Schmoke would tap pension fund for city's cost


Citing Baltimore's "difficult financial situation," Mayor Kurt L. Schmoke wants to take the unprecedented step of tapping into the $1.5 billion pension fund to cover some of the operating costs of a city agency -- a move considered to be illegal by several pension trustees.

The mayor's request, made in a Nov. 16 letter to the administrator of the pension fund, would open "a Pandora's box" on the use of pension money and could lead to further inroads on the fund, according to Edward C. Heckrotte Sr., chairman of the 11-member pension board.

Concerned about the ramifications of the mayor's proposal, the trustees have asked for a formal opinion from the city Law Department on the legality of such a move.

At issue is the proposed use of pension funds to pay a third of the operating costs of a unit in the Civil Service Commission that administers health-care benefits for city workers, retirees and their families.

William E. Dix, a Transportation Department worker and trustee of the employees' retirement system, said he believed the trustees were barred by law from using pension funds to cover costs other than those associated with running the retirement system.

"It's illegal," Mr Dix said. "It's spelled out in the ordinance what we can spend money for."

Added Mr. Heckrotte, the board chairman: "The next step is they'll be wanting us to pay the cost of the retirees' Blue Cross and Blue Shield, which is astronomical. All this keeps adding up and in the long run it's going to be the retirees paying for it."

Under the law, pension fund moneys can be used to pay for services associated with the operation of the retirement system, said Ernest J. Glinka, the system's executive director. In recent years, those operating costs have included producing and mailing retirement system checks, for which the retirement system reimburses the city about $120,000.

The retirement system also this year will pay the city $150,000 for data processing services, according to retirement system figures. And it has agreed in principle to pay for the system's annual audit, which in the past has been conducted by city auditors and paid for by City Hall.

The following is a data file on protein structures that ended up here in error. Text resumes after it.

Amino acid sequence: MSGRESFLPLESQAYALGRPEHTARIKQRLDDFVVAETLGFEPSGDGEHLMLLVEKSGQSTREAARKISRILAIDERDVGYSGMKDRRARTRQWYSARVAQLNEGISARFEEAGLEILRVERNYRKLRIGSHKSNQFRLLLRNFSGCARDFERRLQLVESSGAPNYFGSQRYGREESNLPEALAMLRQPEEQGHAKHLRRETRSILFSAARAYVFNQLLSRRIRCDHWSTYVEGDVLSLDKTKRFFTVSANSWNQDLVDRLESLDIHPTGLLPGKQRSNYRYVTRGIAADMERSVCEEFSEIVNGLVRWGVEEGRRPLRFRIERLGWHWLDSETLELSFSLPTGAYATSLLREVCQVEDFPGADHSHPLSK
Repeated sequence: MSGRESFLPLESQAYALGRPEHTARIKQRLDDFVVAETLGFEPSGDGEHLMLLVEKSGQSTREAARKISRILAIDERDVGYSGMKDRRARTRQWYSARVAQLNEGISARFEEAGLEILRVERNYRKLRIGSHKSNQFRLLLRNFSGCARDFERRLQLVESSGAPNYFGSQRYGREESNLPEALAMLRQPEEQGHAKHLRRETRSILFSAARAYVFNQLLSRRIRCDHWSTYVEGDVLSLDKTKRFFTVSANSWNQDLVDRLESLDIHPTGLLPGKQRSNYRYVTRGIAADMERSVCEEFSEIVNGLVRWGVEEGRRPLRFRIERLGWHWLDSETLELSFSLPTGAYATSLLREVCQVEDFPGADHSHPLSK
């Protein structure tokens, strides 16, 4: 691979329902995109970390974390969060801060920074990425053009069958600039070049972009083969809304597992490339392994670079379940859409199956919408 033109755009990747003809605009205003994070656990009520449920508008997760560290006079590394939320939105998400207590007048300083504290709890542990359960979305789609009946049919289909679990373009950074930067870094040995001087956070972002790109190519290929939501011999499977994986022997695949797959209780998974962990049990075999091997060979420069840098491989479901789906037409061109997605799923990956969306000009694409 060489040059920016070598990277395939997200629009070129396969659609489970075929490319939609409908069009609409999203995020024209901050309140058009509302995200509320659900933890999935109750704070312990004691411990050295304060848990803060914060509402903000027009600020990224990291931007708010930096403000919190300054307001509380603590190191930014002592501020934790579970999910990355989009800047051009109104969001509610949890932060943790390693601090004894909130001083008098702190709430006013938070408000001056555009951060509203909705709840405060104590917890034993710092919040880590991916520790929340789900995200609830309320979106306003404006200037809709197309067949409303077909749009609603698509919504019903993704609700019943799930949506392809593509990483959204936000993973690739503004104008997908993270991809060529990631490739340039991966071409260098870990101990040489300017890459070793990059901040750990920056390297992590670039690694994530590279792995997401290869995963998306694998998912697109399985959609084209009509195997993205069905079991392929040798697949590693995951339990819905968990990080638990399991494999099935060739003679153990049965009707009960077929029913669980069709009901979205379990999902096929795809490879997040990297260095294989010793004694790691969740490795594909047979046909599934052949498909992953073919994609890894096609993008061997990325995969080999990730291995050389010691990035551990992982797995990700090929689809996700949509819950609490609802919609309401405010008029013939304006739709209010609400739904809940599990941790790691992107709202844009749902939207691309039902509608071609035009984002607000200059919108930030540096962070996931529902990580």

But the Schmoke administration also wants the retirement system to pay about $102,318 to cover the Civil Service Commission's cost of responding to questions and requests by retirees for information about health-care benefits.

In a succinct, Nov. 16 letter to Mr. Glinka, Mr. Schmoke laid out the pension trustees' options:

"Because of the difficult financial situation faced by the City, the cost of administering health benefits for retirees can no longer be borne by other agencies. To protect the rights of retirees and to assure continued service to them, these administrative costs must be paid" by the employee retirement system.

In April, the pension board flatly rejected a similar proposal, after consulting with the Law Department.

The trustees relied on an informal, non-binding opinion from an assistant city solicitor who said that the pension funds are "trust funds which are to provide for the benefits of specific retirement benefits and that the funds of the Retirement System should not be diverted for any other purpose," according to the minutes of the trustees' April 19 meeting.

Then, in November, the mayor's terse letter arrived, demanding the $100,000 reimbursement. The letter ended with this note: "Please, tell me, no later than November 21, what arrangements will be made for your agency to assume these responsibilities."

Jesse E. Hoskins, the city's personnel director, said yesterday the administration is in no way "pressing" the trustees on this issue.

"We were suggesting this. We do a lot of business with retirees and their dependents," Mr. Hoskins said. "We need as much support financially. If they're not legally able to do this, I'll accept that."

Cathie Eitelberg, the chief pension lobbyist for the Washington-based Government Finance Officers Association, said the issue before Baltimore's pension trustees is one facing many local and state governments. The idea of "moving some salaried employees to the pension fund may be an unusual request but trying to shift costs is not," she said.

"This is kind of an ongoing situation," said Ms. Eitelberg, whose association represents state and local budget directors, finance officers, comptrollers and pension administrators. "State and local pension funds have $720 billion in assets. It's a lot of money and you have supporting jurisdictions of those pensions funds that are having economic turndowns. There are a lot of expenses, a lot of cities and states are feeling financial pinches as the economy cools down. I think you're going to hear more about it rather than less."

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